Oxford joins 13 Ohio cities in lawsuit for home rule over tobacco

City turned to the courts after its tobacco retailer licensing program was blocked under new state law

The City of Oxford has joined up with Cleveland, Cincinnati, Columbus and other Ohio cities in lawsuit against the state in hopes of winning the authority to regulate tobacco sales within city limits.

The aim of the suit filed last week within the Franklin County Court of Common Pleas is to reverse a new law that bans political subdivisions from making their own policies when it comes to tobacco sales.

The law was passed in last year’s operating budget but vetoed by Gov. Mike DeWine before the Republican supermajority in the Ohio General Assembly overrode that veto, arguing that home rule on tobacco laws would lead to legal inconsistencies in Ohio, which would create headaches for businesses.

All 14 cities in the lawsuit are chartered cities, and therefore have a level of home rule under the Ohio Constitution, which they argue should give them the ability to set their own rules on tobacco sales within city limits.

In Oxford’s case, the legislature’s law blocks the city’s power to follow through on an ordinance that requires tobacco retailers obtain a $250 yearly license through the city. Oxford also set a limit of how many licenses would be permitted within city limits, capped at one license for every 1,500 residents in a city with a population just under 20,000 people.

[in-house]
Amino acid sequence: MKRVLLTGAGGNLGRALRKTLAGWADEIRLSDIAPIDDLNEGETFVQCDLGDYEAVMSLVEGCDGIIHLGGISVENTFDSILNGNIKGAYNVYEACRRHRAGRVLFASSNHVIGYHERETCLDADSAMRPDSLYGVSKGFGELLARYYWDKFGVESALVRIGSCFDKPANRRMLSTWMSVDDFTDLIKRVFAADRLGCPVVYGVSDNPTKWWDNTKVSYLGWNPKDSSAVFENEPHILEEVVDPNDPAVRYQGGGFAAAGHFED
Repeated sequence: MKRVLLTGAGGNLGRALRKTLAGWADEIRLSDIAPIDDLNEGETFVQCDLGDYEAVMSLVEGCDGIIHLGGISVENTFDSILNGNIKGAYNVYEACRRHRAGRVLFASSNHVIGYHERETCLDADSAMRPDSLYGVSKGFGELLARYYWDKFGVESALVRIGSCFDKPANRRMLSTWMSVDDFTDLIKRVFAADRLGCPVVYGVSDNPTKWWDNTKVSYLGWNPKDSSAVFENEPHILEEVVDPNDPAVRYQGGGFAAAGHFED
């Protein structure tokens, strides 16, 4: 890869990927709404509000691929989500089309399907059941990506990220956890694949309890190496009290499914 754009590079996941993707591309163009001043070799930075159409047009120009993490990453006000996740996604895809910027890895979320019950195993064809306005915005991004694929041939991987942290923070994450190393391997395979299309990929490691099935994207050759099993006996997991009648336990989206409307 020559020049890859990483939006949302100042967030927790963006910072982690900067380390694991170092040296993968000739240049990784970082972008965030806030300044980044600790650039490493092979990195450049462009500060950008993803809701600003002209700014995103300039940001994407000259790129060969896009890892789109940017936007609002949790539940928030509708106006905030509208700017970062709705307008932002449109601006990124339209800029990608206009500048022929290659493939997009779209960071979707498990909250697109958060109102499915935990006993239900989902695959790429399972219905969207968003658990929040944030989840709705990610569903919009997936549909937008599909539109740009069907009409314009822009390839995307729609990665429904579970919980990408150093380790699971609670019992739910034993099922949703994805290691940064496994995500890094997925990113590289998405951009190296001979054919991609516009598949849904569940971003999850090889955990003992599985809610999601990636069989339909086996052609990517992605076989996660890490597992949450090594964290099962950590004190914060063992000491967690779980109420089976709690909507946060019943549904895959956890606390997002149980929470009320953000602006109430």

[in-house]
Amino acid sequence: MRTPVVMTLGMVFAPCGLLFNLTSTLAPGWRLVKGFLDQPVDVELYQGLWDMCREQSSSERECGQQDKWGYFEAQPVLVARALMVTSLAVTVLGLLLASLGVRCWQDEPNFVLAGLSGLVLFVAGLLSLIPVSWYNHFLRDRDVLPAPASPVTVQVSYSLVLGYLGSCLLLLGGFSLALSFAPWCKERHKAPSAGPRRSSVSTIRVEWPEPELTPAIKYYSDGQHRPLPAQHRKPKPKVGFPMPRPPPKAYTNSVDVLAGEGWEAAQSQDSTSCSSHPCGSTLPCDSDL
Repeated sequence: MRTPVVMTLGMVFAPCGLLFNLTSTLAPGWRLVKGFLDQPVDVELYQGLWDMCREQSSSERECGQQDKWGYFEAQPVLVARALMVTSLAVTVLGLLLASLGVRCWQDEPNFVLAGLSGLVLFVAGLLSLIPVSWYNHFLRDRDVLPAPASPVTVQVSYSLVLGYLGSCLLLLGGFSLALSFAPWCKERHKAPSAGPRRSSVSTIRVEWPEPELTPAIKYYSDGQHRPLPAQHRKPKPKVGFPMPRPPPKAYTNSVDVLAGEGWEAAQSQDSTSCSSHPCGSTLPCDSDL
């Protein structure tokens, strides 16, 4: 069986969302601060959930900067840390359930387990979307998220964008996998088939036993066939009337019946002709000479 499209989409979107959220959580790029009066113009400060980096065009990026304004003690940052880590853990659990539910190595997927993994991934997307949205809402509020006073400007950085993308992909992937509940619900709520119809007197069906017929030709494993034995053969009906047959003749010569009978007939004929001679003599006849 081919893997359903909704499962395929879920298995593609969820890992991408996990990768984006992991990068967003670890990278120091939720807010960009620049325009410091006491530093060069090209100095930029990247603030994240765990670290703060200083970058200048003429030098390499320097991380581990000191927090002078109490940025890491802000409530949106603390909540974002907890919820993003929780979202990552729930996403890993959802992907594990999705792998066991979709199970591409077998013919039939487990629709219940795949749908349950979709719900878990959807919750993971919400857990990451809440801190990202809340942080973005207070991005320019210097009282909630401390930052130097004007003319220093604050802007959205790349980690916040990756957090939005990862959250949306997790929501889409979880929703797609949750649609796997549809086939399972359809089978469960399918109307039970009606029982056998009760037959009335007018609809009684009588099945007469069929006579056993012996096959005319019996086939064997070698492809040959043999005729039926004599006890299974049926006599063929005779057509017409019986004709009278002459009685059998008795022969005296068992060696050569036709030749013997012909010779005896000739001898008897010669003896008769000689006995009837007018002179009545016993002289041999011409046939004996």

“Being a home rule city, we feel strongly that we have to maintain this authority to exercise all powers of local self government,” Oxford City Manager Doug Elliott told this news organization.

For Columbus, like other cities in the suit, the law blocks its ability to completely ban the sale of flavored tobacco and vape products, which it hoped to pull off in order to lower the number of Ohioans — particularly young ones — who consume nicotine.

Elliott noted that the high prevalence of Ohio youth who use tobacco products — the city cites 29.8% of high school students have vaped within the past 30 days — played a major role in the city’s decision to both pass the ordinance and join in on the lawsuit.

“Also, we were concerned with the increase in the number of vape shops, and the harmful effects of vaping on folks under 21 years of age,” Elliott said.

Defendants include the State of Ohio, the Ohio Department of Health, and Health Director Dr. Bruce Vanderhoff. Ohio Attorney General Dave Yost, tasked with defending the state’s laws in court, was also served.

Last week in his State of the State address, DeWine leveled with state lawmakers and said he understood the desire for a uniform legal standard in the state, and asked that lawmakers pass a blanket ban on flavored tobacco and vaping products as a way to achieve that uniformity.

“We have an obligation to protect Ohio children, and we have the ability to do that,” said DeWine.

No other cities from the Miami Valley region joined in on the lawsuit.

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Avery Kreemer can be reached at 614-981-1422, on X, via email, or you can drop him a comment/tip with the survey below.

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